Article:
Kakarot-Handtke, E. (2014b). The Synthesis of Economic Law, Evolution, and History. SSRN Working Paper Series, 2500696: 1–22. URL
Keen, S. (2010). Solving the Paradox of Monetary Profits. Economics E-Journal, 4(2010-31). URL

Deconfusing confused confusers

Comment on  'Economic Realism'

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With reference to the thread 'Mainstream macroeconomics distorts our understanding of economic reality' (here) you write “I don’t want to get dragged into what appears to be an endless, and pointless, debate … but.”

So you do not want to participate in the discussion but instead do a bit of meta-communication. This is not exactly the way to steer a discussion to worthwhile conclusions.

In the style of a film critic you sum up: endless and pointless. As a matter of fact, the discussion arrived at some clear-cut results. Everybody can convince himself that your resume is far beside reality. These were the major results (here):

• Orthodoxy is a failure.
• Heterodoxy is a failure.

In more detail, there can be no longer any reasonable doubt about:
  • Neither orthodox nor heterodox economists have a clear idea of the fundamental concepts income and profit.
  • The profit theory is false since Adam Smith.
  • Because economists fail to capture the essence of the market system they have no valid theory about how the economy works.
  • Keynes's fundamental equations of macroeconomics, i.e. Income = value of output = consumption + investment. Saving = income – consumption. Therefore saving = investment, are indefensible. That is why Keynesianism is a failure.
  • At present, economics is not built upon a set of acceptable premises or axioms. 
  • Heterodoxy does not meet the formal minimum standards of theoretical economics.
  • Psychology / sociology / philosophy are out of science.
  • Orthodoxy is built upon unacceptable behavioral axioms, therefore, a paradigm shift is inevitable.
  • The definition ‘Economics is the science which studies human behavior as a relationship between ends and scarce means which have alternative uses’ has misled research in the direction of pseudo-sociology and pseudo-psychology.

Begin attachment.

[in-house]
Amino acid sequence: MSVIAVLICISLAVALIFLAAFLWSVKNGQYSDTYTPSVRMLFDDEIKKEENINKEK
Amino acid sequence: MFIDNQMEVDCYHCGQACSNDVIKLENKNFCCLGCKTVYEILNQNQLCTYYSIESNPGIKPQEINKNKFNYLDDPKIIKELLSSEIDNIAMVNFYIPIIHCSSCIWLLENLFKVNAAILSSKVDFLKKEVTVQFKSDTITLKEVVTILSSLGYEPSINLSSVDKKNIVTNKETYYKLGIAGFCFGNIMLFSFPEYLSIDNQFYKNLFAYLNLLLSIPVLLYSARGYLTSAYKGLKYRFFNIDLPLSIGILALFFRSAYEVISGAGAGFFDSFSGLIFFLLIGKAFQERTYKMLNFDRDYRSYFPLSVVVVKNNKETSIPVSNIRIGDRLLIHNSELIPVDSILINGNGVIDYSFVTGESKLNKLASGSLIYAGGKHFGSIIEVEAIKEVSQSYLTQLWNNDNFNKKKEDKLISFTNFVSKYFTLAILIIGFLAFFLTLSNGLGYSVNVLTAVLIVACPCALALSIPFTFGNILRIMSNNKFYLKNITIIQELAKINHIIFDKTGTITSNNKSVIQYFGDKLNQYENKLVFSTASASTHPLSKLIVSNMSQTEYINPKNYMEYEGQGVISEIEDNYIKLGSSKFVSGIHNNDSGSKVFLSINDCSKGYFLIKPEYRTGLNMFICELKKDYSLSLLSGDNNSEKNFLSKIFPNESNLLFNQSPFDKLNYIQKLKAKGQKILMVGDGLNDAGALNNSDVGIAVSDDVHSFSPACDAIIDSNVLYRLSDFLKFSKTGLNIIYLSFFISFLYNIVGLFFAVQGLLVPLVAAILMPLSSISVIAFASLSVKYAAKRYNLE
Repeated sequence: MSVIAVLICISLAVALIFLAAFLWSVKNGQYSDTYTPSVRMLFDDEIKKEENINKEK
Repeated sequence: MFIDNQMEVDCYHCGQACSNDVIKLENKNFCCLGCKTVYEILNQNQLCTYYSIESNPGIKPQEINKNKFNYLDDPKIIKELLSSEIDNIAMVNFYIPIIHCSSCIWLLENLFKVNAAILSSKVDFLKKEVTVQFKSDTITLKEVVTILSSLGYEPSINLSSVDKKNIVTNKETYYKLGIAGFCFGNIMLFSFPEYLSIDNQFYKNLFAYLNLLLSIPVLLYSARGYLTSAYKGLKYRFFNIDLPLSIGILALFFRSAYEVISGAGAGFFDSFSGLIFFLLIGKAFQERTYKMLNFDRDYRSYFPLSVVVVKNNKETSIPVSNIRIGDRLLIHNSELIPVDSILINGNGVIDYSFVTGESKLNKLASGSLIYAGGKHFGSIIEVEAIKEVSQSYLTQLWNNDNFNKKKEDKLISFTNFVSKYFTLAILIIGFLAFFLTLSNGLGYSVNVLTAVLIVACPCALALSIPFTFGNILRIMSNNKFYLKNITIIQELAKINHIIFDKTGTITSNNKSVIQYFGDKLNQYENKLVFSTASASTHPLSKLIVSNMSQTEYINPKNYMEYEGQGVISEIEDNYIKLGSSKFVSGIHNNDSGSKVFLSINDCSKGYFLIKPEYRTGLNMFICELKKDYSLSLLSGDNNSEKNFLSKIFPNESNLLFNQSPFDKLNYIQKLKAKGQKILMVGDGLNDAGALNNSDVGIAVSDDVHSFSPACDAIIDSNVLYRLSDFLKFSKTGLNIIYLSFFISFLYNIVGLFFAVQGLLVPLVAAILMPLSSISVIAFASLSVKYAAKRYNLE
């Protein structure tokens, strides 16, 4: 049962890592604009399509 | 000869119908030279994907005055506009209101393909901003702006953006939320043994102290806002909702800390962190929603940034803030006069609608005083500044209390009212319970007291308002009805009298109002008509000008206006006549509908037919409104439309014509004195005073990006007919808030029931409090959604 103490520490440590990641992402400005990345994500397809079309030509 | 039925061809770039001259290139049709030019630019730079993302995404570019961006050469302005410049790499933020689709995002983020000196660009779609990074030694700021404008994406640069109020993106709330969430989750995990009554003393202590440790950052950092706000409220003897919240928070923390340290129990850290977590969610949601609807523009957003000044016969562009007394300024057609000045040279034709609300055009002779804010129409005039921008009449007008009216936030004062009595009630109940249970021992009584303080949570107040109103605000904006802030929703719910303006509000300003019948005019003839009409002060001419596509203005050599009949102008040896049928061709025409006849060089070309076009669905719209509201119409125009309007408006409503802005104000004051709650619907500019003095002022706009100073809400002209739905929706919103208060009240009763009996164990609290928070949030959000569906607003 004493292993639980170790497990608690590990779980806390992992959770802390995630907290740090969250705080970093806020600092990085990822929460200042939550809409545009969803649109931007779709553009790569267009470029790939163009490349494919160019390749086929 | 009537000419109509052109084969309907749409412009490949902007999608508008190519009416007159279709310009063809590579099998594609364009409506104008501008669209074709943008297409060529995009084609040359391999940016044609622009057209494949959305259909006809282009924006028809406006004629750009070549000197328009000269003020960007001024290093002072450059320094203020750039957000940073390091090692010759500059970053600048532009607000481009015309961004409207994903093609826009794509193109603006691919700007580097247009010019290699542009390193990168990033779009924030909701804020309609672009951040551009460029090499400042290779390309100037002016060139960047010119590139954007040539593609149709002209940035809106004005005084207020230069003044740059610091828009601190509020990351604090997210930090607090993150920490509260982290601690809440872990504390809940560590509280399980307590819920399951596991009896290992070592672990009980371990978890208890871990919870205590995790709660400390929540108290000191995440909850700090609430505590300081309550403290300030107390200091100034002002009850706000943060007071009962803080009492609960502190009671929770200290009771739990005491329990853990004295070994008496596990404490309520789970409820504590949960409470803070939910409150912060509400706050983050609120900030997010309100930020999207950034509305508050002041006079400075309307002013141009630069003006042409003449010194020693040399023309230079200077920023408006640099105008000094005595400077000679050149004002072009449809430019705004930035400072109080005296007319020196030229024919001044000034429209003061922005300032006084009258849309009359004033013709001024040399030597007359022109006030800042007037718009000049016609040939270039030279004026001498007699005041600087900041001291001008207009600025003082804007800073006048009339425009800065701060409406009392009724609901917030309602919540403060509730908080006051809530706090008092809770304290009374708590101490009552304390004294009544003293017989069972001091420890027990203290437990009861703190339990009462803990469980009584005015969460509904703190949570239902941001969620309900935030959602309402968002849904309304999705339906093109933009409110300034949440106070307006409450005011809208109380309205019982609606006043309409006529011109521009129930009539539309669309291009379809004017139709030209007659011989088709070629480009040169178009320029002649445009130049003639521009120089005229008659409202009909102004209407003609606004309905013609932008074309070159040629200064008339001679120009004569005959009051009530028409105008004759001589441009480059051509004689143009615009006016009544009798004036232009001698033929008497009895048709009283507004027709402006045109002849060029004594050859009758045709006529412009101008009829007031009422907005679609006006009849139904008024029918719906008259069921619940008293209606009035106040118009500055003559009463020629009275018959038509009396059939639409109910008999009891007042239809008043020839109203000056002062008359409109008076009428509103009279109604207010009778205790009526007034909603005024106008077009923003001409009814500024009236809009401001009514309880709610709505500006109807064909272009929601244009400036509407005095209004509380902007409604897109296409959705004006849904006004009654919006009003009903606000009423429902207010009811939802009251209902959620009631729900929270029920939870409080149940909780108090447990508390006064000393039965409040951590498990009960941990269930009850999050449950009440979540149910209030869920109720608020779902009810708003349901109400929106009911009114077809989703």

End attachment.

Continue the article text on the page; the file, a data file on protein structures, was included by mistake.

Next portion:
• Economics is the science which studies how the economic system works.
First of all one has to distinguish between theoretical and political economics. The goal of political economics is to push an agenda, the goal of theoretical economics is to explain how the actual economy works. From the viewpoint of science political economics as a whole is a no-go. The first problem of economics is that many economists are not scientists but agenda pushers of one sort or another.

Political economics is, as everybody knows, scientifically worthless.

You write: “But, of course, humans are inherently political. We were political before we were economical.”

This is true, of course. But this is the subject matter of politics/psychology/sociology / anthropology -- NOT of economics. The task of economists is to explain how the actual economy works. Economics is not a science of behavior. No way leads from any assumption about human behavior to the understanding of the economic system.

There is only one way to get out of the scientific slums of political economics and that is: to move from subjective to objective axiomatic foundations.

While political economics is indeed thriving on endless confusion, theoretical economics has an answer that is unsurpassable in its definitive clarity
• there is no alternative to the Structural Axiomatic Paradigm.

That is down-to-earth scientific realism.

Egmont Kakarot-Handtke

Still alive in some heads: equilibrium

Comment on  'Still dead after all these years  general equilibrium theory'

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You describe the equilibrium metaphor. This is storytelling. The question is whether this metaphor is applicable to the economy. And the definitive answer is: IT IS NOT.

“The mathematical failure of general equilibrium is such a shock to established theory that it is hard for many economists to absorb its full impact.” (Ackerman, 2004, p. 19)

Some people, however, simply cannot get their heads around it.

“And so  faithful to the theory's conceptual cornerstones and hoping against all hope that the unthinkable may still be achieved (i.e., a satisfactory theory of the price mechanism)  the tormented upholders of the validity of the paradigmatic core of economic equilibrium theory appear singularly reluctant to face the problem of comparing expectations and results and assessing the consistency of the theory.” (Ingrao and Israel, 1990, p. 346)

You seem to be one of those people. Just in case you are really interested in the correct theory of the price mechanism see (2014).

Egmont Kakarot-Handtke


References
Ackerman, F. (2004). Still Dead After All These Years: Interpreting the Failure of General Equilibrium Theory. In F. Ackerman, and A. Nadal (Eds.), The Flawed Foundations of General Equilibrium, pages 14–32. London, New York, NY: Routledge.
Ingrao, B., and Israel, G. (1990). The Invisible Hand. Economic Equilibrium in the History of Science. Cambridge, MA, London: MIT Press.